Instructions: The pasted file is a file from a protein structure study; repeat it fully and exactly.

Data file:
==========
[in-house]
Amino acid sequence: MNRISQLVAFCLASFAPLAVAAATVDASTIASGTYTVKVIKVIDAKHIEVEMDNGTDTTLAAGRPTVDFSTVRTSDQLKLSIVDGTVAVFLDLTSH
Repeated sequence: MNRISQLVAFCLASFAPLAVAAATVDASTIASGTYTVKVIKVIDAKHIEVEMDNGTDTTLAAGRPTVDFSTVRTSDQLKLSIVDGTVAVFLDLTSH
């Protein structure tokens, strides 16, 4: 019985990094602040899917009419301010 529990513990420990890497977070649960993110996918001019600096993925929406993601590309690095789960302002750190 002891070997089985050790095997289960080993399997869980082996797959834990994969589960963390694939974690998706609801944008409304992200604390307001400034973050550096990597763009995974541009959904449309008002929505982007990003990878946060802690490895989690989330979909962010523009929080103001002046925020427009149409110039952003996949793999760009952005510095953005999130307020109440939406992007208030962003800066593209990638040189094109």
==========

[in-house]
Amino acid sequence: MNRISQLVAFCLASFAPLAVAAATVDASTIASGTYTVKVIKVIDAKHIEVEMDNGTDTTLAAGRPTVDFSTVRTSDQLKLSIVDGTVAVFLDLTSH
Repeated sequence: MNRISQLVAFCLASFAPLAVAAATVDASTIASGTYTVKVIKVIDAKHIEVEMDNGTDTTLAAGRPTVDFSTVRTSDQLKLSIVDGTVAVFLDLTSH
């Protein structure tokens, strides 16, 4: 019985990094602040899917009419301010 529990513990420990890497977070649960993110996918001019600096993925929406993601590309690095789960302002750190 002891070997089985050790095997289960080993399997869980082996797959834990994969589960963390694939974690998706609801944008409304992200604390307001400034973050550096990597763009995974541009959904449309008002929505982007990003990878946060802690490895989690989330979909962010523009929080103001002046925020427009149409110039952003996949793999760009952005510095953005999130307020109440939406992007208030962003800066593209990638040189094109």